Paddling pool in front.
Goldfish swim- so beautiful- so like the Louvre!
I’d lay off comparing it to the Louvre- but on this site the museum director actually makes that comparison himself. Also he compares it to the British Museum. On both counts is he not only dead wrong when it comes to the building itself, he’s even wronger about the contents.
Candidate city. Good luck!
Phallic escalator. I didn’t ride.
Not a Swastika- a sign for a shrine.
Bits of junk on display outside.
Excavated blast furnaces. I’m surprised they didn’t just toss all these away.
So what about the inside did I dislike? Well, first off it’s poorly designed, so even in the lobby we (me and Su Young, after returning from watching some sumo) didn’t know where to go to buy a ticket- plus it felt cramped with low ceilings and shoddy lights- like some old dowdy library that was once a disco. After buying tickets we had to loop round the corner, accidentally wandering into an unrelated elevator-area. It wasn’t just us who made that mistake either- a chap followed after us moments later.
Don’t get lost, now.
We went up to the 6th floor, and beheld the big empty space inside the dog trapezoid. and it was just a big, mostly empty, cavernous grey under-lit space. The walls bare concrete, the carpet grey to match. It felt 50% empty. It felt like the old park Toshimaen near Ikebukuro- almost a haikyo in its own right, a theme park on its last legs, never popular, trying to dress its muttony stringiness up with lamb-like frivolity.
What do I mean? I mean- where was the history? How can you possibly compare this place to the British Museum, a mammoth and multi-generational facility jam-packed with the history and memorabilia of centuries of war, culture, and conquest. This place was all models. Tiny models and life-size models. Most of the empty space was filled up with a big model of a bridge we walk across (wow, a bridge!) and two full-sized buildings. They looked like something out of Disney, but not nearly as interesting in the all-pervading gloom.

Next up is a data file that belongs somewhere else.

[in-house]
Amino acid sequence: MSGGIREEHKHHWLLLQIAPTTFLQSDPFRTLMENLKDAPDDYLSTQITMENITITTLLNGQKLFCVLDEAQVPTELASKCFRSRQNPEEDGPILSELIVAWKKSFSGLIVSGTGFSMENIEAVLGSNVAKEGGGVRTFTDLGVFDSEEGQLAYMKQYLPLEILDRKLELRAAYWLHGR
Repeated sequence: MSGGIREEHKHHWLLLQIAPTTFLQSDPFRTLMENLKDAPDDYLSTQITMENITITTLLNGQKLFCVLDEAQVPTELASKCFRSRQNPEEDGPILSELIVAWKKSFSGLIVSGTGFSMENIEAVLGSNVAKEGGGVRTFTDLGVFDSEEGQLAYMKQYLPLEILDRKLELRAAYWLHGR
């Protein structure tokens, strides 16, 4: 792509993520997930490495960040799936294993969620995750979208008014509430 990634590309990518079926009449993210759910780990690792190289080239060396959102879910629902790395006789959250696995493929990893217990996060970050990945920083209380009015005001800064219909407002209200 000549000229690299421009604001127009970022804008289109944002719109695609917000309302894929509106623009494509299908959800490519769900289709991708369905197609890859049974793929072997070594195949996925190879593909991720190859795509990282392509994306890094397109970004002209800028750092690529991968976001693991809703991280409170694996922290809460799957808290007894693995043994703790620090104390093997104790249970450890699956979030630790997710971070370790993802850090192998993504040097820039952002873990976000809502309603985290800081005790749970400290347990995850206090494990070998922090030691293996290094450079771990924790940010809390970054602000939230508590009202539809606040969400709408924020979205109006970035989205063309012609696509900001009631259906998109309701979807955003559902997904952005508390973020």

Scattered imbetween the big models were the little models, of old Edo streets filled with lovingly hand-painted and crafted figures right out of old Edo. Wonderful. But they’re too small to appreciate- so here are some tiny binoculars you can use to look at them more closely.Sure- go ahead.
Really. Binoculars- in the dim light, awkward to use, head-ache inducing to really try and see something up close, and ultimately unrewarding when you do. Mutton dressing itself up in tech-thrills as lamb.
Then there were the display cases. Lining the walls, 10 feet high glass, with white backs. I’m describing the cases because that’s mostly what I saw. In those huge cases, there were a few bits and bobs of history- probably mocked up, possibly genuine. The space inside the display cases was about 80% empty.
This was maybe the best screen-painted mural.
At the bottom of the case- all white space for 9 feet above it.
A nice model of some ships.
Ships in close.
So what would I like to have seen? I don’t know- maybe some real history. Instead of a few pristine and uninteresting buildings and little models- have me walk down a few cramped and narrow wooden streets, each recreated with real shops on the inside. Bring the ceiling down so I don’t feel like I’m in a mausoleum. Get intimate. Design your display cases according to your material. Get some material! Instead of signs on the open-plan floor telling me where to go, immerse me- make me drawn by the content, limit my options or where I walk. Invest more money in sourcing decent content. Commission some paintings of old Edo in a more modern style. Enough with the models!
On the whole- I felt like I was in the Millennium Dome again. A government-conspired building with no real purpose in sight. They packed the Millennium Dome with a bunch of junk- let’s face it. I went there, and it was fun ribald junk. But they sort of knew it was junk. This place is passing itself off as real history, and has its director out there pimping it as the real thing. That’s the real tragedy. Fail.
Location – Ryogoku
Entry – 600 yen.
Facts – Completed in 1993.
Architect – Kiyonori Kikutake, the same guy who built the Sofitel Hotel.
Highlights – Leaving.